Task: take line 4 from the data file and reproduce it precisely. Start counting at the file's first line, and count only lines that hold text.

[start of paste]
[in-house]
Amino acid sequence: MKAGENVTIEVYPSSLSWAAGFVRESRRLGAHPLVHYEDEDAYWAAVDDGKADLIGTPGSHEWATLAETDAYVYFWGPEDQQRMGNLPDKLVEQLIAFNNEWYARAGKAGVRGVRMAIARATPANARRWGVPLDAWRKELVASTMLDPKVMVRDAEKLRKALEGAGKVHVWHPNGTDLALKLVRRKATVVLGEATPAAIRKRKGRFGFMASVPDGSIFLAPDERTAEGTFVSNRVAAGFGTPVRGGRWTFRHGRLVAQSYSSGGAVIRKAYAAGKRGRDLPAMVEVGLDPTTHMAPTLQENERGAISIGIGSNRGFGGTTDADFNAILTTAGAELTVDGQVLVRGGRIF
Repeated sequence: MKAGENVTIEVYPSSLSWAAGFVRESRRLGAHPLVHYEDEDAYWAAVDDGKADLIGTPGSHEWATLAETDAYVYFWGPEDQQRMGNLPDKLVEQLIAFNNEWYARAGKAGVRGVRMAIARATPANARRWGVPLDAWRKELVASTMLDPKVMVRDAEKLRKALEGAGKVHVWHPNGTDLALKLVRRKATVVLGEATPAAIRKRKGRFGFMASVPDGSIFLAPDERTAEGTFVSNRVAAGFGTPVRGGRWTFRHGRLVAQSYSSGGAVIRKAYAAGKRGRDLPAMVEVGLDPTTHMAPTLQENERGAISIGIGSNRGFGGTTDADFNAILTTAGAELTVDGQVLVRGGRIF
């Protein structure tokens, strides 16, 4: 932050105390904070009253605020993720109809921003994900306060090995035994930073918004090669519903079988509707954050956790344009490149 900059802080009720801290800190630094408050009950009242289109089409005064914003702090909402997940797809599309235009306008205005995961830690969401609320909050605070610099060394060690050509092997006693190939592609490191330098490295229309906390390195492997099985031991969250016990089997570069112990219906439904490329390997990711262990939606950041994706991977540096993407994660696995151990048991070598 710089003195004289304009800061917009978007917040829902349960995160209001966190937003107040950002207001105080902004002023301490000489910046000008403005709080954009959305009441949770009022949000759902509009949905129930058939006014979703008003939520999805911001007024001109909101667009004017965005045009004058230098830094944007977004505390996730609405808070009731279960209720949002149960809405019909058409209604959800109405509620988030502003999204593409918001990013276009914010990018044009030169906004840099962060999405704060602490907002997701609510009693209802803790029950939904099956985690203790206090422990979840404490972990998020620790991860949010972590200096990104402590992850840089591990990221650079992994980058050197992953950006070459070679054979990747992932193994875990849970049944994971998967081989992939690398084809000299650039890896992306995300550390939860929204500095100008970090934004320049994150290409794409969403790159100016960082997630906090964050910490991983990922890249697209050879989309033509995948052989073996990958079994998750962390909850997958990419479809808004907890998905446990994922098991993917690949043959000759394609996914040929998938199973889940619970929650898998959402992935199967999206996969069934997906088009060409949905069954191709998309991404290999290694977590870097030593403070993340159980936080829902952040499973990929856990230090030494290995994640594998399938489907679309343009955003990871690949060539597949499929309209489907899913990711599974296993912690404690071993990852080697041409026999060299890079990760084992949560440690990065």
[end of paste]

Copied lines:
């Protein structure tokens, strides 16, 4: 932050105390904070009253605020993720109809921003994900306060090995035994930073918004090669519903079988509707954050956790344009490149 900059802080009720801290800190630094408050009950009242289109089409005064914003702090909402997940797809599309235009306008205005995961830690969401609320909050605070610099060394060690050509092997006693190939592609490191330098490295229309906390390195492997099985031991969250016990089997570069112990219906439904490329390997990711262990939606950041994706991977540096993407994660696995151990048991070598 710089003195004289304009800061917009978007917040829902349960995160209001966190937003107040950002207001105080902004002023301490000489910046000008403005709080954009959305009441949770009022949000759902509009949905129930058939006014979703008003939520999805911001007024001109909101667009004017965005045009004058230098830094944007977004505390996730609405808070009731279960209720949002149960809405019909058409209604959800109405509620988030502003999204593409918001990013276009914010990018044009030169906004840099962060999405704060602490907002997701609510009693209802803790029950939904099956985690203790206090422990979840404490972990998020620790991860949010972590200096990104402590992850840089591990990221650079992994980058050197992953950006070459070679054979990747992932193994875990849970049944994971998967081989992939690398084809000299650039890896992306995300550390939860929204500095100008970090934004320049994150290409794409969403790159100016960082997630906090964050910490991983990922890249697209050879989309033509995948052989073996990958079994998750962390909850997958990419479809808004907890998905446990994922098991993917690949043959000759394609996914040929998938199973889940619970929650898998959402992935199967999206996969069934997906088009060409949905069954191709998309991404290999290694977590870097030593403070993340159980936080829902952040499973990929856990230090030494290995994640594998399938489907679309343009955003990871690949060539597949499929309209489907899913990711599974296993912690404690071993990852080697041409026999060299890079990760084992949560440690990065």